The Apple Watch is being used to help identify and track Afib in the general population.
Atrial fibrillation, or Afib, kills about 130,000 people worldwide every year. It also affects 3 to 6 million people in the United States alone and is a leading factor in prolonged hospital stays, according to the Centers for Disease Control and Prevention.
It also is one heart condition that can be diagnosed using a single-lead electrocardiogram (ECG) device. There are now several types of single-lead wearable ECG monitors available on the market.
When Apple entered the fray to detect Afib with its single-lead device – the Apple Watch – many people looked to me for my reaction, expecting something like, “Oh, terrific, here comes Apple, moving in on the territory I’ve built a career on within GE Healthcare.”
Apple is the leader in wearables and wants to keep it that way, so its strategy is to increase the usefulness of its Apple Watch by adding more functionality. Tim Cook has also publicly announced his intent that “Apple’s greatest contribution to mankind will be about health.”
For more than four decades, we at GE Healthcare have been in the field of early detection and diagnosis of heart problems, ranging from coronary artery disease (including ischemia and myocardial infarction), sudden cardiac death (SCD), Afib and more.
During this time, we have built up expertise in the automated interpretation of ECGs, a critical test in any diagnosis of heart disease. Our algorithms – led by our flagship 12-lead algorithm (12SL) – provide information to a clinician with a high level of accuracy.
So, certainly, you can guess my response to the news of the Apple Watch and Stanford heart study.
Disdain, of course?
Fear, no doubt?
Hardly. I welcome more and more players in wearables. Today’s patient is better informed and needs to be better empowered to make his or her health decisions alongside clinicians, and wearables play a critical role.
The buzz about Apple Watch and Stanford caused a renewed interest in wearables and their application in home health care, which is good for the industry as it improves awareness not only for wearables but for heart disease vigilance.
In fact, the Apple Heart study found Afib in 0.5 percent of the population, with about an 84 percent specificity, which is the ability of the test to correctly identify those without the disease.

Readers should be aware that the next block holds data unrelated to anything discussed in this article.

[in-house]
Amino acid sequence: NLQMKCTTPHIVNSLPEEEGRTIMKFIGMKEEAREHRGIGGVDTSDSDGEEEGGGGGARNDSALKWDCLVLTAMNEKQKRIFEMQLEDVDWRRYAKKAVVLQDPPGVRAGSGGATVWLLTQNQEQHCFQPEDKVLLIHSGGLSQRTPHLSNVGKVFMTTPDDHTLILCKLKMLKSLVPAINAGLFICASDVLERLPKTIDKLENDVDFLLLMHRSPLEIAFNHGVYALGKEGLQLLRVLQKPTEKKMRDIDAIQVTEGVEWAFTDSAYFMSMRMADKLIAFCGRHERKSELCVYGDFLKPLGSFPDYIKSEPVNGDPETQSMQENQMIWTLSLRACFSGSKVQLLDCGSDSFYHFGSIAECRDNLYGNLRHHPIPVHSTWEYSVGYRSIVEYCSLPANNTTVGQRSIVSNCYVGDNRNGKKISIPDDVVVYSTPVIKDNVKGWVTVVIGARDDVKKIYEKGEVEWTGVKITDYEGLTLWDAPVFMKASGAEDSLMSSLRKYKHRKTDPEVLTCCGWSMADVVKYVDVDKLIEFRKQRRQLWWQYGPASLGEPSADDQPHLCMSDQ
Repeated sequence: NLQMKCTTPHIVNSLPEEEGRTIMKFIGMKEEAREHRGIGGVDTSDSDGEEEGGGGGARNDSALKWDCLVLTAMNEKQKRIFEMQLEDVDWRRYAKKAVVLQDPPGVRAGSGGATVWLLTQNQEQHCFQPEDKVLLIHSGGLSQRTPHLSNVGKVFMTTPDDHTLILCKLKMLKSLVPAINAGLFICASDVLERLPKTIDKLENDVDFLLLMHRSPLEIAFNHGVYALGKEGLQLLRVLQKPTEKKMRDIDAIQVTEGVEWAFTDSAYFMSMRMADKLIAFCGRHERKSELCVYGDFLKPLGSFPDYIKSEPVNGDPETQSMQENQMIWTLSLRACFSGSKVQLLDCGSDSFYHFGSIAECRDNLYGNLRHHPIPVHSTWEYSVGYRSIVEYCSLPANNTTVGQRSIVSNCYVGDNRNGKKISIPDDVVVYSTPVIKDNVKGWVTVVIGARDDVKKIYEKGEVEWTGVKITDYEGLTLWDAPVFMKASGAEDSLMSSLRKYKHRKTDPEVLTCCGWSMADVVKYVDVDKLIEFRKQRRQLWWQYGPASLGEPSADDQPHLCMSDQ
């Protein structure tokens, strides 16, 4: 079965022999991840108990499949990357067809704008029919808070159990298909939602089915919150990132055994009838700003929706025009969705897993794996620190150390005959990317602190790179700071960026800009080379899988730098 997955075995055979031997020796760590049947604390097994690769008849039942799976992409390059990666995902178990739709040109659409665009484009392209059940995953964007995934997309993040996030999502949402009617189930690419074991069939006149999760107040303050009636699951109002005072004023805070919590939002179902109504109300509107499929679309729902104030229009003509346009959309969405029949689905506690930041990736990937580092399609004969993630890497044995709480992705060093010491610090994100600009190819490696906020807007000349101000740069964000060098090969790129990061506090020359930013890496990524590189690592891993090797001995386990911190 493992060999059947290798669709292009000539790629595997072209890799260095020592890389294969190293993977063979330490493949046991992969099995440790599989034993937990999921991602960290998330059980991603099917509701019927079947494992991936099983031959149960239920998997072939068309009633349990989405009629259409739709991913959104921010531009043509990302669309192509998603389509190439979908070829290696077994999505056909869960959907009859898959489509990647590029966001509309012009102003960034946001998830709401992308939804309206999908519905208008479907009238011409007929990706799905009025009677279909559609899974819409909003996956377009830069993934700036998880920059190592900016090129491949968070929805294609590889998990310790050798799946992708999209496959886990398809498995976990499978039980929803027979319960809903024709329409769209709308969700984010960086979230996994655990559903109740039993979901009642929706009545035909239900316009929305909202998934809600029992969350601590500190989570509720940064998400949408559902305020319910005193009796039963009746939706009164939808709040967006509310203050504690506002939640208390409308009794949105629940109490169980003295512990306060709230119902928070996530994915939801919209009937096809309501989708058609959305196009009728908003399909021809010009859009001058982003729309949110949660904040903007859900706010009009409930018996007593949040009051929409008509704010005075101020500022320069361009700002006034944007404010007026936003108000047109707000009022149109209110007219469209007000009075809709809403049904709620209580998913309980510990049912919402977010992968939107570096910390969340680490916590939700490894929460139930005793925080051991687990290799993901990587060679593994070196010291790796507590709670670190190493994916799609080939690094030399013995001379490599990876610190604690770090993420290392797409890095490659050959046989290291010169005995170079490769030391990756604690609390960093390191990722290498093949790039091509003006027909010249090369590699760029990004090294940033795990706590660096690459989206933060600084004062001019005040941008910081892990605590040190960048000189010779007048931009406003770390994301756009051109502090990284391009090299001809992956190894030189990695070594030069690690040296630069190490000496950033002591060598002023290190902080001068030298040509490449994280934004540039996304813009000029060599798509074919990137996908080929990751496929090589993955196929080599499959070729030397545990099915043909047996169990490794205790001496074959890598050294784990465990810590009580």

It is worth noting that the specificity of our FDA-cleared algorithm – EK12 – for Afib is about 98 percent, as is documented in the Physician’s Guide for EK12.
A specificity of 84 percent means that 16 percent of the normal population will be identified as having the disease, which is significant in terms of the number of false calls.
Overcoming a Tsunami of Healthcare Data
Ultimately all medical devices and solutions must satisfy the clinicians, who are accountable to patients. One of clinicians’ greatest pain points is “Data Deluge.” We must manage and triage that data because wearables will continue to generate false positives that will need to be vetted and interpreted. We at GE Healthcare are best positioned to do that, given our high level of specificity.
To make sure we can have an impact in the new world of wearables and digital health, GE Healthcare took some key steps three years ago.
We made the strategic decision to find partners to work with in digital solutions to give us greater speed to market. In January 2019, we launched Ambulatory Suite at Arab Health in UAE, and it is available commercially today in the United States. The suite is a solution to detect Afib, using patch-based ECG devices (the same kind used to confirm the Apple Watch ECG for Afib in the Apple Heart study) for patients at home under the care of a prescribing clinician.
What makes our solution unique is that it is completely integrated with MUSE, our ECG ecosystem that we constantly enhance; we just added 24/7 continuous ECGs (MCT), event monitors and short-term and long-term Holter services that are orderable through MUSE with reports coming back to MUSE. Thanks to our Ambulatory Suite, for the first time, a clinician can get one longitudinal view of the ECG – whether taken at home or in the clinic or hospital – which can help in better diagnosis and decisions within the care pathway.
What is more, we aim to make all our solutions open; MUSE connects to all kinds of systems – whether or not made by GE Healthcare, and the user can take in and display ECGs regardless of which device they originated on. The MUSE is the gateway to all ECGs at home connecting it back with ECGs in the hospital. MUSE is also available through the EMRs today – look at the Epic App Orchard.
As an industry with a growing consumerism component, healthcare needs all the players to come together to create a workflow that connects data from consumer devices and medical devices. This will create the ecosystem that will allow clinicians to gain the right information and insights to treat patients well and on-time.
On behalf of GE Healthcare, I invite all medical and consumer device players to work together to build a better health care future for us all.
Editor’s note: Ashutosh Banerjee is global business head of GE Healthcare’s diagnostic cardiology business. Prior to joining GE, he was the national sales head for infection prevention business at Johnson & Johnson Medical. He also has experience with IT hardware and medical devices.